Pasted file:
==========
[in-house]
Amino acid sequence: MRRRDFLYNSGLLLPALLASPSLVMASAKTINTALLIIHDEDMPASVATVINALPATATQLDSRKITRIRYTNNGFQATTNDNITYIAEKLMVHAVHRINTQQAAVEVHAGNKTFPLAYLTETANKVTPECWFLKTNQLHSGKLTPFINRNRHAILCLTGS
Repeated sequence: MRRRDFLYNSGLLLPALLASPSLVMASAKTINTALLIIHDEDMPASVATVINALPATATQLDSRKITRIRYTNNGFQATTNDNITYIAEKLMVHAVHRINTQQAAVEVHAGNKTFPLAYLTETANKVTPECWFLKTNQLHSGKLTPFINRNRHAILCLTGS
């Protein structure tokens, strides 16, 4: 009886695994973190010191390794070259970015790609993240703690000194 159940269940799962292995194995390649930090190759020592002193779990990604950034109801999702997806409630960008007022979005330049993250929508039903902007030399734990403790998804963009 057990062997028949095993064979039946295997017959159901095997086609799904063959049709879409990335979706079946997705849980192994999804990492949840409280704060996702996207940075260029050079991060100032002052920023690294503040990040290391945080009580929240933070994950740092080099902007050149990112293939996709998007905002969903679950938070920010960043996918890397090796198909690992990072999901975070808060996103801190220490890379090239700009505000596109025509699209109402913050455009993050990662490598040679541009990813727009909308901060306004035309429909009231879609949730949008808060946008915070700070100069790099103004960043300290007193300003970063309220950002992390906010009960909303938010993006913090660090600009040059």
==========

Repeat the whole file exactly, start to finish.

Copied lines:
[in-house]
Amino acid sequence: MRRRDFLYNSGLLLPALLASPSLVMASAKTINTALLIIHDEDMPASVATVINALPATATQLDSRKITRIRYTNNGFQATTNDNITYIAEKLMVHAVHRINTQQAAVEVHAGNKTFPLAYLTETANKVTPECWFLKTNQLHSGKLTPFINRNRHAILCLTGS
Repeated sequence: MRRRDFLYNSGLLLPALLASPSLVMASAKTINTALLIIHDEDMPASVATVINALPATATQLDSRKITRIRYTNNGFQATTNDNITYIAEKLMVHAVHRINTQQAAVEVHAGNKTFPLAYLTETANKVTPECWFLKTNQLHSGKLTPFINRNRHAILCLTGS
């Protein structure tokens, strides 16, 4: 009886695994973190010191390794070259970015790609993240703690000194 159940269940799962292995194995390649930090190759020592002193779990990604950034109801999702997806409630960008007022979005330049993250929508039903902007030399734990403790998804963009 057990062997028949095993064979039946295997017959159901095997086609799904063959049709879409990335979706079946997705849980192994999804990492949840409280704060996702996207940075260029050079991060100032002052920023690294503040990040290391945080009580929240933070994950740092080099902007050149990112293939996709998007905002969903679950938070920010960043996918890397090796198909690992990072999901975070808060996103801190220490890379090239700009505000596109025509699209109402913050455009993050990662490598040679541009990813727009909308901060306004035309429909009231879609949730949008808060946008915070700070100069790099103004960043300290007193300003970063309220950002992390906010009960909303938010993006913090660090600009040059």